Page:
After receiving Miller's telegram, Payne informed Yablonski that Amax had been unable to come to terms with the Peabody Group and thus intended to bargain separately for the Belle Ayr Mine. The Company and Union representatives then discussed their respective contract objectives, and Amax agreed to provide information requested by the Union. At the conclusion of the meeting, Amax Vice President Sonnemann reiterated Amax's decision to bargain independently. Yablonski acknowledged this statement by nodding his head.


Payne wrote to Yablonski the next day confirming the tentative arrangements made at the meeting concerning the upcoming negotiations for the Belle Ayr Mine. Having received no reply to his letter, Payne phoned Yablonski on December 30 and was informed that Yablonski considered Amax to be a member of the Peabody Group.7 Payne immediately telegraphed Yablonski that Amax intended to "bargain with the UMWA for the Belle Ayr Mine operation independently." App., at 368a.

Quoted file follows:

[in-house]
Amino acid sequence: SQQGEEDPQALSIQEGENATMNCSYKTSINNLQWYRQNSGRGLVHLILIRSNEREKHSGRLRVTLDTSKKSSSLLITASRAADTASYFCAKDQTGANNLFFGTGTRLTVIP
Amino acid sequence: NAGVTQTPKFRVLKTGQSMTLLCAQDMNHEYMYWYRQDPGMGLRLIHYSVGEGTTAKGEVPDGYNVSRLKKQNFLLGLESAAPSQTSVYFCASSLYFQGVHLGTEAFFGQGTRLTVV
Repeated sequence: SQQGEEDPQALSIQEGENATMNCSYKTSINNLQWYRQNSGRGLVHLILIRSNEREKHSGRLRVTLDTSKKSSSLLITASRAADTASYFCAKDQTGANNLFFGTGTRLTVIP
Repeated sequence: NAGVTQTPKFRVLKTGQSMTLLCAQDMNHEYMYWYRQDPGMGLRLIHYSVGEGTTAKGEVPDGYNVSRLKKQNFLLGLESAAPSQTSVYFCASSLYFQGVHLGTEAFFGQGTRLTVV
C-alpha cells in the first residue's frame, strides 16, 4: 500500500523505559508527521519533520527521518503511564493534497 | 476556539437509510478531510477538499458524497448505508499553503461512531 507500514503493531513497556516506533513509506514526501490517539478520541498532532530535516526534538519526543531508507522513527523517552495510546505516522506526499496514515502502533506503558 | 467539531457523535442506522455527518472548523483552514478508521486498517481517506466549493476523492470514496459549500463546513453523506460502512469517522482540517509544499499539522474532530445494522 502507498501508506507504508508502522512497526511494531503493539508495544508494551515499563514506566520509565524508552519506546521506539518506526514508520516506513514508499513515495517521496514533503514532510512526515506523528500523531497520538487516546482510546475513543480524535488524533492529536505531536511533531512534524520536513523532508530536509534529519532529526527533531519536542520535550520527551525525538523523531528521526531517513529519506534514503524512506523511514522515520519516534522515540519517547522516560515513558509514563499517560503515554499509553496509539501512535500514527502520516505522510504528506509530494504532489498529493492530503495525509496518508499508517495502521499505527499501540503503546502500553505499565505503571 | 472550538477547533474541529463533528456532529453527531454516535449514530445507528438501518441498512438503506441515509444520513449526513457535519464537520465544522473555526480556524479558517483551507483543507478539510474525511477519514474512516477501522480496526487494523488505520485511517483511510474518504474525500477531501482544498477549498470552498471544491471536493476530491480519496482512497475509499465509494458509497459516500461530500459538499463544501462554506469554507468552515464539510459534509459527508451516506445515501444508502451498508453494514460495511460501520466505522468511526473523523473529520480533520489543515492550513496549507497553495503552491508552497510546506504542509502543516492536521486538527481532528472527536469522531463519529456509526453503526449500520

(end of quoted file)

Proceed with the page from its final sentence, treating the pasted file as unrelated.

On January 6, 1975, a UMWA delegation headed by International Vice President Michael Trbovich met with Amax's bargaining team. Each party's proposal differed substantially from the others' and each sought significant changes from the terms of the 1971 contract. After discussing the Union proposal, the meeting adjourned.